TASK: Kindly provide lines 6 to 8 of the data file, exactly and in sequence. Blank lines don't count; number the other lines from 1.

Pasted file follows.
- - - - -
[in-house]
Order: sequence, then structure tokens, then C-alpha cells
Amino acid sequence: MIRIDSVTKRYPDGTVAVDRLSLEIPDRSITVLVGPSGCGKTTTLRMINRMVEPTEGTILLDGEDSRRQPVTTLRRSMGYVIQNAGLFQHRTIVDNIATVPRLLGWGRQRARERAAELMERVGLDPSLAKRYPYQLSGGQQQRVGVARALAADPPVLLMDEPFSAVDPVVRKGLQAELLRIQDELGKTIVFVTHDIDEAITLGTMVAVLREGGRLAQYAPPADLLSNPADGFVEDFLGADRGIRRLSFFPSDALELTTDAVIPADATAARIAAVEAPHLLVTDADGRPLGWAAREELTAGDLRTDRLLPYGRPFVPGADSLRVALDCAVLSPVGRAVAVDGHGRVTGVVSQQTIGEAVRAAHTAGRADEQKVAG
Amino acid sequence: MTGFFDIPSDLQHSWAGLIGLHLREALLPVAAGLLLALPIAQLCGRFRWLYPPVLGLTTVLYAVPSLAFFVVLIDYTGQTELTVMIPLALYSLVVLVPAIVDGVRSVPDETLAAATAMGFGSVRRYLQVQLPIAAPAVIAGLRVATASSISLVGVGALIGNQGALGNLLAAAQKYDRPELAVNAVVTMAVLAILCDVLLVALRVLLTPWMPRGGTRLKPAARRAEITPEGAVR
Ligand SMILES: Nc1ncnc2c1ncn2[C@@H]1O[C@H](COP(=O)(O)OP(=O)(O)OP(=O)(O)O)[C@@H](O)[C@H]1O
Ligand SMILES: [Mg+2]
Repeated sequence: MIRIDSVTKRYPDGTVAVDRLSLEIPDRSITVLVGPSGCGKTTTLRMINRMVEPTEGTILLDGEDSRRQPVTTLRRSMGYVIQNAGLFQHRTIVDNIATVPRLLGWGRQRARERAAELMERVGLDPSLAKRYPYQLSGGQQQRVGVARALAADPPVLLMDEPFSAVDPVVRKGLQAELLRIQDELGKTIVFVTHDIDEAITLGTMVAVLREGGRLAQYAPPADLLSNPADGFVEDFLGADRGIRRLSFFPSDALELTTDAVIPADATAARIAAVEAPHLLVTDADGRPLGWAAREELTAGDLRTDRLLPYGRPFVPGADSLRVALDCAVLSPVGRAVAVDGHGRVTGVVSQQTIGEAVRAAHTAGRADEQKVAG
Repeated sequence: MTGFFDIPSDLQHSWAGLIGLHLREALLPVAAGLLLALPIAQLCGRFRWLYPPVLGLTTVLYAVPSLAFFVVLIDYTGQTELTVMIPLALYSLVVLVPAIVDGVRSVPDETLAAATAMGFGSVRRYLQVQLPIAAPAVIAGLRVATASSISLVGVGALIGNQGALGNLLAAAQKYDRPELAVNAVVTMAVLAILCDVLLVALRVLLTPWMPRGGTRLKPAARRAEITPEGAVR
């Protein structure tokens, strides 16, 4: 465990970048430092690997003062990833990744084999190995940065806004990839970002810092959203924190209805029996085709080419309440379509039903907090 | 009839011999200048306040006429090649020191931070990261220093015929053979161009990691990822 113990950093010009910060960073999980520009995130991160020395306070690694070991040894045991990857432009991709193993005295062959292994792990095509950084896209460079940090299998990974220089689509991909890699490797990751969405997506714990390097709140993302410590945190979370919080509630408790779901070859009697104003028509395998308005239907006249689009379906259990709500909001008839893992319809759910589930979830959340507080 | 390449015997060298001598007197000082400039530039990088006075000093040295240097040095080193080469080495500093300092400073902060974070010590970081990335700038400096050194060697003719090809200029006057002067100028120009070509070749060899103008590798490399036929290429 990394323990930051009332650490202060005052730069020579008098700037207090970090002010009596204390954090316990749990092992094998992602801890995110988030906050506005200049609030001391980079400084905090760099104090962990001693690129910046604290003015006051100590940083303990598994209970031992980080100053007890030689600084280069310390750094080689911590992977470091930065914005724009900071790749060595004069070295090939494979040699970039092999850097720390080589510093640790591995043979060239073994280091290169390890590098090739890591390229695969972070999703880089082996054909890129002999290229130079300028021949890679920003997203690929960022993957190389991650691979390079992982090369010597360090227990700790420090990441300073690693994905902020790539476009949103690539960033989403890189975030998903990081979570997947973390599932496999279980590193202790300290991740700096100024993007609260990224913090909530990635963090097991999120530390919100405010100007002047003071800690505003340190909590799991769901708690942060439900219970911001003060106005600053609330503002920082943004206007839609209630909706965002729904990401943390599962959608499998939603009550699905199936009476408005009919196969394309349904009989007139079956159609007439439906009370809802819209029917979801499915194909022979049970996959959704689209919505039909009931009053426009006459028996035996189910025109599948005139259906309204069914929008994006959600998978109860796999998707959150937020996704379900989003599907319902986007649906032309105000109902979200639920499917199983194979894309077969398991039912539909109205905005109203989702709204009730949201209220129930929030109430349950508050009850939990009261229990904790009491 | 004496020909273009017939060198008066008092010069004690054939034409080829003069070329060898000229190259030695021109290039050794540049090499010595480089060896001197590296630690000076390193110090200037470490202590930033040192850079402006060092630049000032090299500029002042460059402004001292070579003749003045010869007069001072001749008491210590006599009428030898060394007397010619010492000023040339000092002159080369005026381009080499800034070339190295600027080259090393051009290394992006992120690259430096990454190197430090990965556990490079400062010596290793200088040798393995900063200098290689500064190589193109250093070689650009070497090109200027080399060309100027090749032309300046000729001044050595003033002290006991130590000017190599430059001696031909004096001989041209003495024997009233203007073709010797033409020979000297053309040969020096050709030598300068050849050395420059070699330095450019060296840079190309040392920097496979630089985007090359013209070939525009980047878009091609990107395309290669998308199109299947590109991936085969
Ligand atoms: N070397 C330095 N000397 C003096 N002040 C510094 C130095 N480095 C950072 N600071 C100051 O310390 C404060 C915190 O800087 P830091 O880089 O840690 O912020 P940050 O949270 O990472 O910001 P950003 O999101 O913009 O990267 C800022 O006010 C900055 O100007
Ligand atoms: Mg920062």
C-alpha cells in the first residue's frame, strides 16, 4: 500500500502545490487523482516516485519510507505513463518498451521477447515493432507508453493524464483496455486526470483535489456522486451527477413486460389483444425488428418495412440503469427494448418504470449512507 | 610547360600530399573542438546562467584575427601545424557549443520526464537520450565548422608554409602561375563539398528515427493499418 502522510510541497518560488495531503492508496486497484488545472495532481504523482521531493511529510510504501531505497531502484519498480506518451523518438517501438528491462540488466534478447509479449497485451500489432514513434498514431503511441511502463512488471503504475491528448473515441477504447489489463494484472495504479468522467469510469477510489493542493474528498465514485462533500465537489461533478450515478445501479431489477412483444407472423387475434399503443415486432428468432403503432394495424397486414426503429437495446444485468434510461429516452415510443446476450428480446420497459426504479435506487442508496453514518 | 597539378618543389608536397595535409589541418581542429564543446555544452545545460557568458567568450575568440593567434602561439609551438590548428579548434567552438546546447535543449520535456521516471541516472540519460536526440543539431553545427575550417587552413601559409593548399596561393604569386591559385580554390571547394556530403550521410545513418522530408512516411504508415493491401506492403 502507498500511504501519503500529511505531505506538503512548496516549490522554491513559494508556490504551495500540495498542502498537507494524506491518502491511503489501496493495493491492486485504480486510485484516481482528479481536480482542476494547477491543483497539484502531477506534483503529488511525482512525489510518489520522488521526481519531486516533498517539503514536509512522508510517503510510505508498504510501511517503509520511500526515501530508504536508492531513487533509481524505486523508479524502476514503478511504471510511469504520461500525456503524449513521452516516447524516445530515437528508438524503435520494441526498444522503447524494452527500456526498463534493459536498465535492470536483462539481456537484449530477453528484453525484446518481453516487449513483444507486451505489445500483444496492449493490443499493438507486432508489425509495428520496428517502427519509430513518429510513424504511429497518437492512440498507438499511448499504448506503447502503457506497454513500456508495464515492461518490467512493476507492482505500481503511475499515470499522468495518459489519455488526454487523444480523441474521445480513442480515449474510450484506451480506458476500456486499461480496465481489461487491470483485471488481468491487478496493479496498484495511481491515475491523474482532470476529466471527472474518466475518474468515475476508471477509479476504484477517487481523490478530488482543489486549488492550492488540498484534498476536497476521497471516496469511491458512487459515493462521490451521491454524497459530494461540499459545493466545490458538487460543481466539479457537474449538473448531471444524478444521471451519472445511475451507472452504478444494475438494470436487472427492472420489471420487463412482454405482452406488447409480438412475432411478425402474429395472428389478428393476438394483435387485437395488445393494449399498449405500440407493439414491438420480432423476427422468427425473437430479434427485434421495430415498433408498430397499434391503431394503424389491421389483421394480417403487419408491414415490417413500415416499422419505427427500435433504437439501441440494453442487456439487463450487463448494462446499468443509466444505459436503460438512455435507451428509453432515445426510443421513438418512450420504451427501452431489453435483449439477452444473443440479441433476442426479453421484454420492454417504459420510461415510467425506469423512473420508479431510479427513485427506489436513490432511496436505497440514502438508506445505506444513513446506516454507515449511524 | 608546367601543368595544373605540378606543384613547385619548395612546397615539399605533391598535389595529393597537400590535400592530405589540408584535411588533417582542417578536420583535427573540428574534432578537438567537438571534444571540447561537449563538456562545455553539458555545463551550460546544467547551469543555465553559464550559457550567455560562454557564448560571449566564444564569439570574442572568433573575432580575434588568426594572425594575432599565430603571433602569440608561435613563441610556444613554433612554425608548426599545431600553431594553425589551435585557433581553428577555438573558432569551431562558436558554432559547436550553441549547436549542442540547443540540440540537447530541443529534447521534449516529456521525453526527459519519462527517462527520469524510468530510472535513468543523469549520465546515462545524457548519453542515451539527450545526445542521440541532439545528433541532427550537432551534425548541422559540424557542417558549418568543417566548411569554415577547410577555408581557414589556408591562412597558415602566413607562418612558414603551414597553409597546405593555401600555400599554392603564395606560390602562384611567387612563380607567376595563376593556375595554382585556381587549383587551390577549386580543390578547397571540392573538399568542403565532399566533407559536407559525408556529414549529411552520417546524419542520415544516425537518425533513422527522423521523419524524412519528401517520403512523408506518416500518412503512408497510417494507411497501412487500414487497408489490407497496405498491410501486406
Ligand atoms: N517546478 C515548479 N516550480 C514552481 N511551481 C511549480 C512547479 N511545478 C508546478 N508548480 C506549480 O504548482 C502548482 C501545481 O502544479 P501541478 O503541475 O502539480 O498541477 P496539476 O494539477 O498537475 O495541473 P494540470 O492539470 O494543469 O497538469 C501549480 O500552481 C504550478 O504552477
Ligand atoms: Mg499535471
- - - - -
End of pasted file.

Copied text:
Ligand SMILES: [Mg+2]
Repeated sequence: MIRIDSVTKRYPDGTVAVDRLSLEIPDRSITVLVGPSGCGKTTTLRMINRMVEPTEGTILLDGEDSRRQPVTTLRRSMGYVIQNAGLFQHRTIVDNIATVPRLLGWGRQRARERAAELMERVGLDPSLAKRYPYQLSGGQQQRVGVARALAADPPVLLMDEPFSAVDPVVRKGLQAELLRIQDELGKTIVFVTHDIDEAITLGTMVAVLREGGRLAQYAPPADLLSNPADGFVEDFLGADRGIRRLSFFPSDALELTTDAVIPADATAARIAAVEAPHLLVTDADGRPLGWAAREELTAGDLRTDRLLPYGRPFVPGADSLRVALDCAVLSPVGRAVAVDGHGRVTGVVSQQTIGEAVRAAHTAGRADEQKVAG
Repeated sequence: MTGFFDIPSDLQHSWAGLIGLHLREALLPVAAGLLLALPIAQLCGRFRWLYPPVLGLTTVLYAVPSLAFFVVLIDYTGQTELTVMIPLALYSLVVLVPAIVDGVRSVPDETLAAATAMGFGSVRRYLQVQLPIAAPAVIAGLRVATASSISLVGVGALIGNQGALGNLLAAAQKYDRPELAVNAVVTMAVLAILCDVLLVALRVLLTPWMPRGGTRLKPAARRAEITPEGAVR